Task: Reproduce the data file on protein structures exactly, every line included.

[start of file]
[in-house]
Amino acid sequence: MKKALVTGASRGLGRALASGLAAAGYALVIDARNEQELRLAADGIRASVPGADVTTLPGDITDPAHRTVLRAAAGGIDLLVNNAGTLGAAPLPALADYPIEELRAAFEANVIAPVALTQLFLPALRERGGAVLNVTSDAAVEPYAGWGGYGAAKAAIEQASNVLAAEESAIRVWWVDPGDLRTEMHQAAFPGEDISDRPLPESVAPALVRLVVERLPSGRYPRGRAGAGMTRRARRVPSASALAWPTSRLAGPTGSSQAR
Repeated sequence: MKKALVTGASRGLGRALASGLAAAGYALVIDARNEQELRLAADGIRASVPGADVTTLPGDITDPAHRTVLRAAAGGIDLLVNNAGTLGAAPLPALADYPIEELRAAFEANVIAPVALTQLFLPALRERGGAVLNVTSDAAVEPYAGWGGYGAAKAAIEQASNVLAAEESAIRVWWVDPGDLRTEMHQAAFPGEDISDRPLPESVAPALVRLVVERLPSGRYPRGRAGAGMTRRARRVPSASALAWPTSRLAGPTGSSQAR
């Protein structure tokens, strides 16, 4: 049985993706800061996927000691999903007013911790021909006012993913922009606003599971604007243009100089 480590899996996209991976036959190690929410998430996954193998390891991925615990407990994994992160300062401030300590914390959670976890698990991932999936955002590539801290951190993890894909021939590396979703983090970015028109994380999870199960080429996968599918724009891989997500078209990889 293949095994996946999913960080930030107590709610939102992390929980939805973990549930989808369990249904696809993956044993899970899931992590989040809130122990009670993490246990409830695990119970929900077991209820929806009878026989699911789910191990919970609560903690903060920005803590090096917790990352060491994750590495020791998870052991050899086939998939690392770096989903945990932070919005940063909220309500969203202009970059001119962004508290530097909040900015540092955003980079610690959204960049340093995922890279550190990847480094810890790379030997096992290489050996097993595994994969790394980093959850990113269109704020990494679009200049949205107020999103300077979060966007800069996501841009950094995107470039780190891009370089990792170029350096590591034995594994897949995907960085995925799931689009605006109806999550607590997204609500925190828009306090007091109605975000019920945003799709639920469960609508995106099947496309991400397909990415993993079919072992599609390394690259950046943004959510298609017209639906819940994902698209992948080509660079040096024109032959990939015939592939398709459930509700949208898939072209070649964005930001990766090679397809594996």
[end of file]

[in-house]
Amino acid sequence: MKKALVTGASRGLGRALASGLAAAGYALVIDARNEQELRLAADGIRASVPGADVTTLPGDITDPAHRTVLRAAAGGIDLLVNNAGTLGAAPLPALADYPIEELRAAFEANVIAPVALTQLFLPALRERGGAVLNVTSDAAVEPYAGWGGYGAAKAAIEQASNVLAAEESAIRVWWVDPGDLRTEMHQAAFPGEDISDRPLPESVAPALVRLVVERLPSGRYPRGRAGAGMTRRARRVPSASALAWPTSRLAGPTGSSQAR
Repeated sequence: MKKALVTGASRGLGRALASGLAAAGYALVIDARNEQELRLAADGIRASVPGADVTTLPGDITDPAHRTVLRAAAGGIDLLVNNAGTLGAAPLPALADYPIEELRAAFEANVIAPVALTQLFLPALRERGGAVLNVTSDAAVEPYAGWGGYGAAKAAIEQASNVLAAEESAIRVWWVDPGDLRTEMHQAAFPGEDISDRPLPESVAPALVRLVVERLPSGRYPRGRAGAGMTRRARRVPSASALAWPTSRLAGPTGSSQAR
């Protein structure tokens, strides 16, 4: 049985993706800061996927000691999903007013911790021909006012993913922009606003599971604007243009100089 480590899996996209991976036959190690929410998430996954193998390891991925615990407990994994992160300062401030300590914390959670976890698990991932999936955002590539801290951190993890894909021939590396979703983090970015028109994380999870199960080429996968599918724009891989997500078209990889 293949095994996946999913960080930030107590709610939102992390929980939805973990549930989808369990249904696809993956044993899970899931992590989040809130122990009670993490246990409830695990119970929900077991209820929806009878026989699911789910191990919970609560903690903060920005803590090096917790990352060491994750590495020791998870052991050899086939998939690392770096989903945990932070919005940063909220309500969203202009970059001119962004508290530097909040900015540092955003980079610690959204960049340093995922890279550190990847480094810890790379030997096992290489050996097993595994994969790394980093959850990113269109704020990494679009200049949205107020999103300077979060966007800069996501841009950094995107470039780190891009370089990792170029350096590591034995594994897949995907960085995925799931689009605006109806999550607590997204609500925190828009306090007091109605975000019920945003799709639920469960609508995106099947496309991400397909990415993993079919072992599609390394690259950046943004959510298609017209639906819940994902698209992948080509660079040096024109032959990939015939592939398709459930509700949208898939072209070649964005930001990766090679397809594996």